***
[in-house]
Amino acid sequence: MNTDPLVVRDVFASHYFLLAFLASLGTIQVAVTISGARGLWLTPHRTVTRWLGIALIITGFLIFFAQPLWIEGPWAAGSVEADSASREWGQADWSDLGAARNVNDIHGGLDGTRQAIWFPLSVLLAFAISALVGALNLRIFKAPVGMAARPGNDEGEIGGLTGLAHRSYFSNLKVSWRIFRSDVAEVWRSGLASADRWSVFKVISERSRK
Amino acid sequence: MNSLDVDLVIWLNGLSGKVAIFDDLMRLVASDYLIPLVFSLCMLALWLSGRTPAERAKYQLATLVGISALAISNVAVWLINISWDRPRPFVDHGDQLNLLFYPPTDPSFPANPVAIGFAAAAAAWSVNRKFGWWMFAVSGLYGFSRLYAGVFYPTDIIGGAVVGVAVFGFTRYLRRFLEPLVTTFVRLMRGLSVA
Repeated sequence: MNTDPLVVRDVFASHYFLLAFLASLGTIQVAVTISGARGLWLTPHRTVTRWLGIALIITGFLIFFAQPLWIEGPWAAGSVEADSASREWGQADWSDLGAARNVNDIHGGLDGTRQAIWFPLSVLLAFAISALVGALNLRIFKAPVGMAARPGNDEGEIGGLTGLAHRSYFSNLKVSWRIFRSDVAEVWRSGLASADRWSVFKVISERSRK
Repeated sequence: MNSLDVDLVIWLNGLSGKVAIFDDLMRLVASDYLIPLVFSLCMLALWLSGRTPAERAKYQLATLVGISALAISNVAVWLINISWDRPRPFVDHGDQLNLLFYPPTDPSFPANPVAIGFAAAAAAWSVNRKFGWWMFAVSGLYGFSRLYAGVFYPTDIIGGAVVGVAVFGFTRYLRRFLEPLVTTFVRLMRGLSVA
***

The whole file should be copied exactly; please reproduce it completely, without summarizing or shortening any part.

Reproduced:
[in-house]
Amino acid sequence: MNTDPLVVRDVFASHYFLLAFLASLGTIQVAVTISGARGLWLTPHRTVTRWLGIALIITGFLIFFAQPLWIEGPWAAGSVEADSASREWGQADWSDLGAARNVNDIHGGLDGTRQAIWFPLSVLLAFAISALVGALNLRIFKAPVGMAARPGNDEGEIGGLTGLAHRSYFSNLKVSWRIFRSDVAEVWRSGLASADRWSVFKVISERSRK
Amino acid sequence: MNSLDVDLVIWLNGLSGKVAIFDDLMRLVASDYLIPLVFSLCMLALWLSGRTPAERAKYQLATLVGISALAISNVAVWLINISWDRPRPFVDHGDQLNLLFYPPTDPSFPANPVAIGFAAAAAAWSVNRKFGWWMFAVSGLYGFSRLYAGVFYPTDIIGGAVVGVAVFGFTRYLRRFLEPLVTTFVRLMRGLSVA
Repeated sequence: MNTDPLVVRDVFASHYFLLAFLASLGTIQVAVTISGARGLWLTPHRTVTRWLGIALIITGFLIFFAQPLWIEGPWAAGSVEADSASREWGQADWSDLGAARNVNDIHGGLDGTRQAIWFPLSVLLAFAISALVGALNLRIFKAPVGMAARPGNDEGEIGGLTGLAHRSYFSNLKVSWRIFRSDVAEVWRSGLASADRWSVFKVISERSRK
Repeated sequence: MNSLDVDLVIWLNGLSGKVAIFDDLMRLVASDYLIPLVFSLCMLALWLSGRTPAERAKYQLATLVGISALAISNVAVWLINISWDRPRPFVDHGDQLNLLFYPPTDPSFPANPVAIGFAAAAAAWSVNRKFGWWMFAVSGLYGFSRLYAGVFYPTDIIGGAVVGVAVFGFTRYLRRFLEPLVTTFVRLMRGLSVA